I can’t believe it is almost time for Lent to begin. Next Wednesday is Ash Wednesday marking the first day of solemn repentance for most Christians as we turn our hearts and minds toward Good Friday. Then we can celebrate with full gusto on Easter Sunday.
Ever wonder about Ash Wednesday? Here are five quick facts about this day:
1. On Ash Wednesday, many churches hold a special worship service where the people are blessed with ashes, typically marking their foreheads with the sign of the cross. The blessing typically comes with a reminder that we all come from ashes, and to ashes we all will return.
2. The marking of the forehead has been a known custom since Pope Gregory the Great in 604. It has been said to have a two fold purpose, one being the ashes were marked for humility and mortality and then also for sorrow and repentance.
In the 12th century the rule developed that the ashes were to be created by burning palm branches from the previous Palm Sunday. Many parishes today invite parishioners to bring such palms to church before Lent begins and have a ritual burning of the palms after Mass.
3. The custom of repenting with ashes was not an original Christian act, as the earliest Jews often sat on the ground in the rubble of ashes and spread it over themselves in order to express their sorrow for their poor deeds unto the world.
4. Ash Wednesday is a movable feast falling of different dates each year depending on the date of Easter.
5. The day before is called Shrove Tuesday. Lent is a time of abstinence, of giving things up. So Shrove Tuesday is the last chance to indulge yourself, and to use up the foods that aren’t allowed in Lent. Pancakes are eaten on this day because they contain fat, butter and eggs, which were forbidden during Lent. My local church always has a pancake supper that night.
The name Shrove comes from the old word “shrive” which means to confess. On Shrove Tuesday, in the Middle Ages, people used to confess their sins so that they were forgiven before the season of Lent began.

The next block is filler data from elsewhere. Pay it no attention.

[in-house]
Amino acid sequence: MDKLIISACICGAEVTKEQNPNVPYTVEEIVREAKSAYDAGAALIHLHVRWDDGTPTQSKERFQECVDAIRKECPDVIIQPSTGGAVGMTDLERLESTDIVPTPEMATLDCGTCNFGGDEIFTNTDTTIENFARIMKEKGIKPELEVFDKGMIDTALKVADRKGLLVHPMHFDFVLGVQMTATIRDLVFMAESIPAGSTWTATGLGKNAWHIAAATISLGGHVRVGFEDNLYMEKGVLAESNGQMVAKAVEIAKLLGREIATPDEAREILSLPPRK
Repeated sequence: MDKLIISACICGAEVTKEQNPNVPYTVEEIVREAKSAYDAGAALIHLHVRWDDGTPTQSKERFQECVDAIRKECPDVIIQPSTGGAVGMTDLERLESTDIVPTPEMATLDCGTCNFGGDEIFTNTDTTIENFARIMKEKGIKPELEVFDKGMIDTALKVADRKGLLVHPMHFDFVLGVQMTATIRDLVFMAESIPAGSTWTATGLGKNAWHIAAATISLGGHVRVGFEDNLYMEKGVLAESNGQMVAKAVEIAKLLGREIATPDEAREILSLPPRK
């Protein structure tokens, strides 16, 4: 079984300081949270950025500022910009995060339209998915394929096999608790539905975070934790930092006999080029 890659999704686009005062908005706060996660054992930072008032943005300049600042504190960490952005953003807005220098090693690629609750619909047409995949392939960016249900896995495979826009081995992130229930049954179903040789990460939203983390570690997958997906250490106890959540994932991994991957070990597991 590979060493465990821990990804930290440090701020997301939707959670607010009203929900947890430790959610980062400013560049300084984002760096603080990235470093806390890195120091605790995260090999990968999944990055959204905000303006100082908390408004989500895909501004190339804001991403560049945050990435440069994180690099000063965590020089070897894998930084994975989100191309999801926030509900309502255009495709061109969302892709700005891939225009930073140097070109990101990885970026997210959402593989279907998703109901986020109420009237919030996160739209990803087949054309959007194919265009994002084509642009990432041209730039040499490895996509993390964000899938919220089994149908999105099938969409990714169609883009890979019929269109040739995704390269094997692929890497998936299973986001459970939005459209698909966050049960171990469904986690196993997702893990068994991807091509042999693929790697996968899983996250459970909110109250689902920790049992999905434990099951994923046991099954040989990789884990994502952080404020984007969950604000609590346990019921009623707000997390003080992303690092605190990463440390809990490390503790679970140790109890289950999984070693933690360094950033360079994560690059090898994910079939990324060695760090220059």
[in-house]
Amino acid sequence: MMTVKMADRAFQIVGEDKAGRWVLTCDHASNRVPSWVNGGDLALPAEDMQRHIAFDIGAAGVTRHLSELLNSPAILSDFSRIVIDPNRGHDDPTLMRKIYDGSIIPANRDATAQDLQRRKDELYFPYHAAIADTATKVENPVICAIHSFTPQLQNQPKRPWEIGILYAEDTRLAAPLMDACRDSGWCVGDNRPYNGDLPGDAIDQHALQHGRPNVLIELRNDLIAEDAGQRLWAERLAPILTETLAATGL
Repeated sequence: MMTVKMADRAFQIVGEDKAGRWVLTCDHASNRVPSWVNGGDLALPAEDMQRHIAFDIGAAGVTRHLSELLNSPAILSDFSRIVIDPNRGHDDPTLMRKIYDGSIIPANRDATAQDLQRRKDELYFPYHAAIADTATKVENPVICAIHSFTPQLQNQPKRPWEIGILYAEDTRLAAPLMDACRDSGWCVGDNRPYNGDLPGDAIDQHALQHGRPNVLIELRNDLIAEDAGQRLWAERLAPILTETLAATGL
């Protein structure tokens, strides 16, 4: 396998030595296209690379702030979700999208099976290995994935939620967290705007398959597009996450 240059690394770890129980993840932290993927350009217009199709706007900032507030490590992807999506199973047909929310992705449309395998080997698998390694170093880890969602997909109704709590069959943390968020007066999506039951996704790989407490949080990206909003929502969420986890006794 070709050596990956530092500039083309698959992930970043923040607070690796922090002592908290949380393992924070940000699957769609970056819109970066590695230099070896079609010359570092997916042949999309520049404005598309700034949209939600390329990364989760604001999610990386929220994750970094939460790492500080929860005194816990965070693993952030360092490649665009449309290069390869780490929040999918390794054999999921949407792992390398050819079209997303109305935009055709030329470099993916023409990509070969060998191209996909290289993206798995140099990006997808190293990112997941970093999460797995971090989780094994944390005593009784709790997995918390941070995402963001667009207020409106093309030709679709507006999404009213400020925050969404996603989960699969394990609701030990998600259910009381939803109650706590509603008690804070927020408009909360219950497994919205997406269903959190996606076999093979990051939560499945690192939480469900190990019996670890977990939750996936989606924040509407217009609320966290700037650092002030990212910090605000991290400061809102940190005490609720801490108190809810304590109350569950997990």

Here are seven thought provoking quotes for you to ponder as we enter Lent:
O Lord and Master of my life!
Take from me the spirit of sloth, faint-heartedness, lust of power, and idle talk.
But give rather the spirit of chastity, humility, patience, and love to Thy servant.
Yea, Lord and King! Grant me to see my own errors and not to judge my brother, for Thou art blessed unto ages of ages. Amen.
“The real question of the Lenten season is how will I clear out the junk and garbage in my life so that I can be restored to God in some fresh way?
What are the disciplines that will open up space for God to create a clean heart and new spirit in me?”
Ruth Haley Barton
“We are not converted only once in our lives but many times, and this endless series of large and small conversions, inner revolutions, leads to our transformation in Christ.
“A few wise words echoing through Ash Wednesday urge me to deeper things:
and mindful awareness.
I leave marveling at how simple and sublime is this envelope of the soul, which one day return to dust, dust, only dust.”
Lord Jesus, You are my righteousness, I am your sin.
You took on you what was mine; yet set on me what was yours.
You became what you were not, that I might become what I was not.
We want to avoid suffering, death, sin, ashes. But we live in a world crushed and broken and torn, a world God Himself visited to redeem.
We receive his poured-out life, and being allowed the high privilege of suffering with Him, may then pour ourselves out for others.
What does God do with dust and ash?
He grows things out of them.
He covers them with purple raiments.
He lifts people out of them.
He unfairly accepts them in exchange for beauty.
He writes mysterious things in them.
He spits in them and uses the mud to give sight.
He washes them off your stinky feet.
He breathes into them and creates new life.
He descends into them, submits to their suffocation, and emerges alive and spotless.
When you return to dust, even if your body should be burnt to ashes and scattered over the four winds, he who is the Lord over the earth will be able to collect you, reconstitute you, and resurrect you into a body fit for eternity.
Lent a spring-cleaning time for the soul. As I prepared to enter this season, I am seeking to let go of obstacles that block me from God and to renew my spirit by bathing in His light and spirit.
How will you refresh your spirit during Lent?